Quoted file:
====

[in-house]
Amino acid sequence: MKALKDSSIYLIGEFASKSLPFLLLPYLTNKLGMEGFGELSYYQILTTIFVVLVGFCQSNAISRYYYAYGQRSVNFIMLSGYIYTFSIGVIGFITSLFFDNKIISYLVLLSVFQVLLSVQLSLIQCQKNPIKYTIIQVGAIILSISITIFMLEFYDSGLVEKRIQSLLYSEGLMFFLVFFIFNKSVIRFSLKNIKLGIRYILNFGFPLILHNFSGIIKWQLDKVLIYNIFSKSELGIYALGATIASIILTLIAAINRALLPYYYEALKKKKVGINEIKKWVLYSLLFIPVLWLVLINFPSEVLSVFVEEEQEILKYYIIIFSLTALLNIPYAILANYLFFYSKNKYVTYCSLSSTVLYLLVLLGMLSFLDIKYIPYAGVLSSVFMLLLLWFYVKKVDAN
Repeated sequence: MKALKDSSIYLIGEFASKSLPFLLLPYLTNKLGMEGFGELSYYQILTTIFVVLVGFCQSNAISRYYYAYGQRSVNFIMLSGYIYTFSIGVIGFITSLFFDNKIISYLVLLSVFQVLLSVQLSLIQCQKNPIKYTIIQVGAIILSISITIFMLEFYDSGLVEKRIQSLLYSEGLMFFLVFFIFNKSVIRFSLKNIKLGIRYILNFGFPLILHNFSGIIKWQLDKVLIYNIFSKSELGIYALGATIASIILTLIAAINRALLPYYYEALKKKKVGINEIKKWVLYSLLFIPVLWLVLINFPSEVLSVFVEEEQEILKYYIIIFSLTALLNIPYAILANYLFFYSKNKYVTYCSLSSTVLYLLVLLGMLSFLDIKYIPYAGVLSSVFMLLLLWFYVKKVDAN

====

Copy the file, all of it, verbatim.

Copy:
[in-house]
Amino acid sequence: MKALKDSSIYLIGEFASKSLPFLLLPYLTNKLGMEGFGELSYYQILTTIFVVLVGFCQSNAISRYYYAYGQRSVNFIMLSGYIYTFSIGVIGFITSLFFDNKIISYLVLLSVFQVLLSVQLSLIQCQKNPIKYTIIQVGAIILSISITIFMLEFYDSGLVEKRIQSLLYSEGLMFFLVFFIFNKSVIRFSLKNIKLGIRYILNFGFPLILHNFSGIIKWQLDKVLIYNIFSKSELGIYALGATIASIILTLIAAINRALLPYYYEALKKKKVGINEIKKWVLYSLLFIPVLWLVLINFPSEVLSVFVEEEQEILKYYIIIFSLTALLNIPYAILANYLFFYSKNKYVTYCSLSSTVLYLLVLLGMLSFLDIKYIPYAGVLSSVFMLLLLWFYVKKVDAN
Repeated sequence: MKALKDSSIYLIGEFASKSLPFLLLPYLTNKLGMEGFGELSYYQILTTIFVVLVGFCQSNAISRYYYAYGQRSVNFIMLSGYIYTFSIGVIGFITSLFFDNKIISYLVLLSVFQVLLSVQLSLIQCQKNPIKYTIIQVGAIILSISITIFMLEFYDSGLVEKRIQSLLYSEGLMFFLVFFIFNKSVIRFSLKNIKLGIRYILNFGFPLILHNFSGIIKWQLDKVLIYNIFSKSELGIYALGATIASIILTLIAAINRALLPYYYEALKKKKVGINEIKKWVLYSLLFIPVLWLVLINFPSEVLSVFVEEEQEILKYYIIIFSLTALLNIPYAILANYLFFYSKNKYVTYCSLSSTVLYLLVLLGMLSFLDIKYIPYAGVLSSVFMLLLLWFYVKKVDAN